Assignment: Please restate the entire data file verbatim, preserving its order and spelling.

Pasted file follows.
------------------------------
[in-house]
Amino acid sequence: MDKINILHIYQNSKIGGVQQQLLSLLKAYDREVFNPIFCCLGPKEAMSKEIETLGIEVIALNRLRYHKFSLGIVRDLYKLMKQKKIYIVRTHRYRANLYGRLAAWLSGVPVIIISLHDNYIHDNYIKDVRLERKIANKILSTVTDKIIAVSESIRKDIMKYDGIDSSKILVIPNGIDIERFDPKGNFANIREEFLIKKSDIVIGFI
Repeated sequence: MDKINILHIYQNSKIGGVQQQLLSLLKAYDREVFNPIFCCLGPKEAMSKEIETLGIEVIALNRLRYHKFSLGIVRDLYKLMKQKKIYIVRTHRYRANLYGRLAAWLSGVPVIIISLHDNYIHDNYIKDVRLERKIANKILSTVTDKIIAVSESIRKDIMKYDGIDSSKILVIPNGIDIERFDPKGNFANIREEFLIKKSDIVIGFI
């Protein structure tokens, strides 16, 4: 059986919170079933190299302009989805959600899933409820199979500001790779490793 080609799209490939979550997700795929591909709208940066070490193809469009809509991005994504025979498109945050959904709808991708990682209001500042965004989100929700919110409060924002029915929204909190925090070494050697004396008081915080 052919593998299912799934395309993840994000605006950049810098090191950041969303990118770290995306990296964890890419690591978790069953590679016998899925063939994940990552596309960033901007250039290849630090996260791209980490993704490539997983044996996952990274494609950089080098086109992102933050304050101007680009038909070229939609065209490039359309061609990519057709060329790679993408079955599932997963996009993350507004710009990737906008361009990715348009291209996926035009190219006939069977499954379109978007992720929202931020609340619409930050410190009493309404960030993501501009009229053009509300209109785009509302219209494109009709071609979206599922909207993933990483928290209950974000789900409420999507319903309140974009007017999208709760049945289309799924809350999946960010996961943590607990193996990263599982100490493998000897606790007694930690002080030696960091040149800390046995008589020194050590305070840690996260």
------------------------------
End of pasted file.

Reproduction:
[in-house]
Amino acid sequence: MDKINILHIYQNSKIGGVQQQLLSLLKAYDREVFNPIFCCLGPKEAMSKEIETLGIEVIALNRLRYHKFSLGIVRDLYKLMKQKKIYIVRTHRYRANLYGRLAAWLSGVPVIIISLHDNYIHDNYIKDVRLERKIANKILSTVTDKIIAVSESIRKDIMKYDGIDSSKILVIPNGIDIERFDPKGNFANIREEFLIKKSDIVIGFI
Repeated sequence: MDKINILHIYQNSKIGGVQQQLLSLLKAYDREVFNPIFCCLGPKEAMSKEIETLGIEVIALNRLRYHKFSLGIVRDLYKLMKQKKIYIVRTHRYRANLYGRLAAWLSGVPVIIISLHDNYIHDNYIKDVRLERKIANKILSTVTDKIIAVSESIRKDIMKYDGIDSSKILVIPNGIDIERFDPKGNFANIREEFLIKKSDIVIGFI
């Protein structure tokens, strides 16, 4: 059986919170079933190299302009989805959600899933409820199979500001790779490793 080609799209490939979550997700795929591909709208940066070490193809469009809509991005994504025979498109945050959904709808991708990682209001500042965004989100929700919110409060924002029915929204909190925090070494050697004396008081915080 052919593998299912799934395309993840994000605006950049810098090191950041969303990118770290995306990296964890890419690591978790069953590679016998899925063939994940990552596309960033901007250039290849630090996260791209980490993704490539997983044996996952990274494609950089080098086109992102933050304050101007680009038909070229939609065209490039359309061609990519057709060329790679993408079955599932997963996009993350507004710009990737906008361009990715348009291209996926035009190219006939069977499954379109978007992720929202931020609340619409930050410190009493309404960030993501501009009229053009509300209109785009509302219209494109009709071609979206599922909207993933990483928290209950974000789900409420999507319903309140974009007017999208709760049945289309799924809350999946960010996961943590607990193996990263599982100490493998000897606790007694930690002080030696960091040149800390046995008589020194050590305070840690996260």